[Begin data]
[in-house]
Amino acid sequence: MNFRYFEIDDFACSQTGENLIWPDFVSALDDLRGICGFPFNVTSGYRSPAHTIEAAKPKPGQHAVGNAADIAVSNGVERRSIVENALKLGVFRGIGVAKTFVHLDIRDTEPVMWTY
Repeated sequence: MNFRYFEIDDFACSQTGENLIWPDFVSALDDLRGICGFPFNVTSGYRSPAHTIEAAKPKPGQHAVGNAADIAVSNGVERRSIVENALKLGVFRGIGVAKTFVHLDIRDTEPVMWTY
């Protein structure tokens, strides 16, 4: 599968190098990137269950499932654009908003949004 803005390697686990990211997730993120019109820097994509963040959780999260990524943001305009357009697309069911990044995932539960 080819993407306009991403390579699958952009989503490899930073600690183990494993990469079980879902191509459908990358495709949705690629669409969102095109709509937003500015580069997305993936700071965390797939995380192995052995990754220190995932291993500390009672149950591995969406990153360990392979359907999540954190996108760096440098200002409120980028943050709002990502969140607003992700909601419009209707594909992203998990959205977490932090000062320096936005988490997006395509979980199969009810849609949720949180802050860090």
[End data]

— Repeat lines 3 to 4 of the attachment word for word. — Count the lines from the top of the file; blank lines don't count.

Repeated sequence: MNFRYFEIDDFACSQTGENLIWPDFVSALDDLRGICGFPFNVTSGYRSPAHTIEAAKPKPGQHAVGNAADIAVSNGVERRSIVENALKLGVFRGIGVAKTFVHLDIRDTEPVMWTY
């Protein structure tokens, strides 16, 4: 599968190098990137269950499932654009908003949004 803005390697686990990211997730993120019109820097994509963040959780999260990524943001305009357009697309069911990044995932539960 080819993407306009991403390579699958952009989503490899930073600690183990494993990469079980879902191509459908990358495709949705690629669409969102095109709509937003500015580069997305993936700071965390797939995380192995052995990754220190995932291993500390009672149950591995969406990153360990392979359907999540954190996108760096440098200002409120980028943050709002990502969140607003992700909601419009209707594909992203998990959205977490932090000062320096936005988490997006395509979980199969009810849609949720949180802050860090």